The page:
As the summer draws to an end, I have been thinking more and more about some big changes I am going to make in my garden come the fall planting season. I began the process by focusing on the area in my back yard that you see when you enter by the side gate. It has never looked very good, though it is a highly visible space. (See Planning for the Fall Planting Season).
As a reminder, here’s a picture of the area.
I call this the East Garden in the plan below. The deck (off the right side of the picture) is kind of falling apart and will be removed when we have the time. We expect to create a “patio” around the avocado tree that is in the center of the deck. This will change the flow in the yard and I am trying to keep this in mind. Of course, we have been talking about removing the deck for about five years, and it is anyone’s guess as to when it will actually happen.
In the earlier post I noted that this area was neither passage nor garden. I decided to plant the sides, leaving a more intimate and enticing passage from the “Secret Garden” (woodland garden) to the small oval patch of grass in the far back.
So, for the past few days I have been laying out logs to outline the passage way. The path will either be made of flagstones or maybe decomposed granite. Whatever it is made of, the same material will extend into the Secret Garden so that there is continuity and flow between these two areas. The following pictures show the evolution of the garden from when it was covered with lawn to the present.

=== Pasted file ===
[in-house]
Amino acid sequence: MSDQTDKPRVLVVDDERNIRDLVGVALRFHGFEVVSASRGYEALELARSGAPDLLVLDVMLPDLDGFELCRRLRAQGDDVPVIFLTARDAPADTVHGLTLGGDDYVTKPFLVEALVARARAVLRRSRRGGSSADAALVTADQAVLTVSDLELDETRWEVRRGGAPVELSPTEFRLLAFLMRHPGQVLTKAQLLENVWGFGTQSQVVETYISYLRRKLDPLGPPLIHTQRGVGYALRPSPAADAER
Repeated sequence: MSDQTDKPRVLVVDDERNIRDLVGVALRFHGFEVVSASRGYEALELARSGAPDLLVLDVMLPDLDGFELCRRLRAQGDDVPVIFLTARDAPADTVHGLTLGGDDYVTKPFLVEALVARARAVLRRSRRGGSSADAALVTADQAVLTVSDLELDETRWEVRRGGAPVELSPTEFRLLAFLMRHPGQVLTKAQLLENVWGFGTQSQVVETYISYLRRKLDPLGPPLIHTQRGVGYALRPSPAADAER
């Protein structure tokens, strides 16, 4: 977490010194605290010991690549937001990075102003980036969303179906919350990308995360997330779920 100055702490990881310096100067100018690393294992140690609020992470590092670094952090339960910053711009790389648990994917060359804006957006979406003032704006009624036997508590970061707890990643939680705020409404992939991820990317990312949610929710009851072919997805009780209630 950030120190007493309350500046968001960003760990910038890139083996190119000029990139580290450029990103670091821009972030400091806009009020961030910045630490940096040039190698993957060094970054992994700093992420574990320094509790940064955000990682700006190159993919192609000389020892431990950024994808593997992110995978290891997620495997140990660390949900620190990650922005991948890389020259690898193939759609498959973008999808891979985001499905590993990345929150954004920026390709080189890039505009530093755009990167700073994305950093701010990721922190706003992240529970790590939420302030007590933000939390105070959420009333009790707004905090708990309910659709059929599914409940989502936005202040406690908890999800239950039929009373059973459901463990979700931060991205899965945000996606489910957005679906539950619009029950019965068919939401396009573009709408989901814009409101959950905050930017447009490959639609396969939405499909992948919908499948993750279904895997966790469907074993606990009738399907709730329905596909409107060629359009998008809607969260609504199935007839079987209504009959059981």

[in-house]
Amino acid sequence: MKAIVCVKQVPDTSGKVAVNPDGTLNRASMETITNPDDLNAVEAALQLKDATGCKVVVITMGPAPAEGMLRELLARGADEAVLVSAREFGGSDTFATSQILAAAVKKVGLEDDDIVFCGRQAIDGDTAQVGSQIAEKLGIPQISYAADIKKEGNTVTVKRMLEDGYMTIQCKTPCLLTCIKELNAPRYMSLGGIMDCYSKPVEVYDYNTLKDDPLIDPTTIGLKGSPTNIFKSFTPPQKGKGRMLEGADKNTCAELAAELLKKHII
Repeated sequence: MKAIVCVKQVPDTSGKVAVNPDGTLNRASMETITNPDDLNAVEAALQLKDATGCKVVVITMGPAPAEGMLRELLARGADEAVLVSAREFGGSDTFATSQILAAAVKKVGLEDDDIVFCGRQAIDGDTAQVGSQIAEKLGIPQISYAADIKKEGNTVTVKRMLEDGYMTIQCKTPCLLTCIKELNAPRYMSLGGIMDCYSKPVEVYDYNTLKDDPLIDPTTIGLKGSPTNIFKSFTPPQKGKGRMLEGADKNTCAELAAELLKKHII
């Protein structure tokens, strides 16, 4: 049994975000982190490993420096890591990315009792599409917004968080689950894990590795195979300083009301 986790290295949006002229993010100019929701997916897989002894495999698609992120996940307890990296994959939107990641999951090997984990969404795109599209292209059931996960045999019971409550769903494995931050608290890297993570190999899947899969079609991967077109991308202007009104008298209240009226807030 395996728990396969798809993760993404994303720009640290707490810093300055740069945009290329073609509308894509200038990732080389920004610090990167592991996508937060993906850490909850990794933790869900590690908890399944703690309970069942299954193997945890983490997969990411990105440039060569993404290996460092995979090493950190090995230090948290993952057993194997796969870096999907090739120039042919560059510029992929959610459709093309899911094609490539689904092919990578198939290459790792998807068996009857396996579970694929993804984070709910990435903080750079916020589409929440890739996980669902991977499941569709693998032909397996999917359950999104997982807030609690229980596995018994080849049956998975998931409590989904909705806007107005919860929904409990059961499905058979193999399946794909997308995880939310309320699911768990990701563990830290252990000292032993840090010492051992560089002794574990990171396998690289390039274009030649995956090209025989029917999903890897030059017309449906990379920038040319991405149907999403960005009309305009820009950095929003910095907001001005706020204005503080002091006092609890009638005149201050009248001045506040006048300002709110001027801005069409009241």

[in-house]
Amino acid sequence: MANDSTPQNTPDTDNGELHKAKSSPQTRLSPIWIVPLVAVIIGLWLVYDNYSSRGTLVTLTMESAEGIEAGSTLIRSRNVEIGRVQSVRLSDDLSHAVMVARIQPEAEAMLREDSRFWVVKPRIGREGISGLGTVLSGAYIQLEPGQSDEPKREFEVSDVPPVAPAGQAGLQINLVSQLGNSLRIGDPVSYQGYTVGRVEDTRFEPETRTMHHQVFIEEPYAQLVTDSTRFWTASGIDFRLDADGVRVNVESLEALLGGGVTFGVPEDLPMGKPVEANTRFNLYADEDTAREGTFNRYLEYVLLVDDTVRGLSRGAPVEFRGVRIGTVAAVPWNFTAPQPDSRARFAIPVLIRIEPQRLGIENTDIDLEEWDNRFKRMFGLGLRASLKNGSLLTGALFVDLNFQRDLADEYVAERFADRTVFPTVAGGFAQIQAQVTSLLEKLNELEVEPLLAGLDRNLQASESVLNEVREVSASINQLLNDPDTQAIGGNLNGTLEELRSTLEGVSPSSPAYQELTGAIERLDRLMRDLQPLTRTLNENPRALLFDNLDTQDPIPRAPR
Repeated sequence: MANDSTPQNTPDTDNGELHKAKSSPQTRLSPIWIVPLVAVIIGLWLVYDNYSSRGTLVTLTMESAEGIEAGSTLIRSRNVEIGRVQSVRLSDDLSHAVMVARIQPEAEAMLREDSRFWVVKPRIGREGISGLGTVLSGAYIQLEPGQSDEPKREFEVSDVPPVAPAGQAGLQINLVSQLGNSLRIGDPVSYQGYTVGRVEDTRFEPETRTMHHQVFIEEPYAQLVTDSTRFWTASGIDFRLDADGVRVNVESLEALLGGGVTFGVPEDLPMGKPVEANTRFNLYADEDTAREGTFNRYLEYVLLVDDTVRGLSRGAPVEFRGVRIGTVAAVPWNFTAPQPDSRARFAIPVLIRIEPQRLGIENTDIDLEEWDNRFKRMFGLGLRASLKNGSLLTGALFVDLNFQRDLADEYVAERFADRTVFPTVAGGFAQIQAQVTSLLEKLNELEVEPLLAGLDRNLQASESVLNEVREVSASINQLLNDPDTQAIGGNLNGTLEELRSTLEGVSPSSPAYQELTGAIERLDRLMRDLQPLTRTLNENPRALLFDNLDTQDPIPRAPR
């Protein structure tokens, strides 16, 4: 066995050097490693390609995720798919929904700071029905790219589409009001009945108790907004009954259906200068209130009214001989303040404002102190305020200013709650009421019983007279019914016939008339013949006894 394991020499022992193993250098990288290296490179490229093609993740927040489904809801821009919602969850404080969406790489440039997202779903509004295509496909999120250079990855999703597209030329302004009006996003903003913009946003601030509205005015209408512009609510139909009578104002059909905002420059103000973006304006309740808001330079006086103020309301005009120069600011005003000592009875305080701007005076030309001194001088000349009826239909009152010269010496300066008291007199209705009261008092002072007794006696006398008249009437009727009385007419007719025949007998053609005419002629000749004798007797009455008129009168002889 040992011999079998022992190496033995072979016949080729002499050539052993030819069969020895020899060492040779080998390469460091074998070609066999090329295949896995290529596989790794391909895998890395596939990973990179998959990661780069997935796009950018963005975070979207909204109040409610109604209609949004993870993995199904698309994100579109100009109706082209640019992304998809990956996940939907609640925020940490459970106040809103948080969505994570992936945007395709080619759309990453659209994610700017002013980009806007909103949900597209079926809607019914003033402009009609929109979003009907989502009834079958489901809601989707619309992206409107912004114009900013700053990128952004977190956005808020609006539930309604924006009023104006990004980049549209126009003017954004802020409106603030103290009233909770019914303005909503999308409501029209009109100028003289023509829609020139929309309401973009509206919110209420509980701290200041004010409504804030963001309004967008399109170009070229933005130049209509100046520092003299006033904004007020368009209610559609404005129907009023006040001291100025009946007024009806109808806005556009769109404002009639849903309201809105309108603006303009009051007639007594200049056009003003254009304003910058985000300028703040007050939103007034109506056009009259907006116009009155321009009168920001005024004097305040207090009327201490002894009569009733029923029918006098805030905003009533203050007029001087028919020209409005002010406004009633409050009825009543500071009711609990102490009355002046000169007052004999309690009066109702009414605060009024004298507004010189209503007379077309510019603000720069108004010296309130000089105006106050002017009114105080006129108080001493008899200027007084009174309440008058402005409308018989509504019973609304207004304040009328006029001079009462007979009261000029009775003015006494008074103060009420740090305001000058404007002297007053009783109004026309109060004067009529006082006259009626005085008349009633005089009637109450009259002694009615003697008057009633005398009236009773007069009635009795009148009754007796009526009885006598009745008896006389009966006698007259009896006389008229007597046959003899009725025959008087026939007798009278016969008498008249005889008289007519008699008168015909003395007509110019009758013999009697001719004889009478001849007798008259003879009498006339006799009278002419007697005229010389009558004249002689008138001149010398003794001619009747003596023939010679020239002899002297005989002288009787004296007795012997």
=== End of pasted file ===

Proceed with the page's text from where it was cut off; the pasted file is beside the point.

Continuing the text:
January 13, 2006: newly planted border along a fence that was built to replace an old, delapidated wooden fence that was covered with ivy.
August 18, 2008: Lawn will no longer be irrigated. Hoses were laid in grassy area to help visualize path.
March 29, 2008: Lawn is buried beneath cardboard and mulch. (Check out the GardenNatives.com blog for an excellent four-part series on removing lawn to create a native garden.)
December 4, 2008: Failed attempt to use 15 inch long pieces of wood to construct a very rustic path. It was unwalkable.
July 9, 2009: New paths are being considered (logs from “rustic” wood path will be lined up to experiment with different path configurations).
August 18, 2009: First configuration shows turn-off to water spigot. As mentioned above, the path with be constructed of the same material as the path in the “Secret Garden” (bottom of picture).
August 18, 2009: Second path configuration.
August 19, 2009: Third path configuration.
August 21, 2009: Fourth configuration with two entries from concrete path.
August 21, 2009: Fourth configuration, viewed from above. Large potted succulents illustrate triangular shaped garden space. We are thinking of using this area for a rock/herb garden. (By the way, the idea to use this area as a kitchen/vegetable/herb garden was proposed by a reader in a comment on the July 10, 2009 post.)
August 21, 2009: Fourth configuration.
August 21, 2009: Fourth configuration.
I promise to continue posting our progress in this area. Comments, suggestions, help with the physical labor are all welcome!
10 thoughts on “Planning the Paths in the East Garden”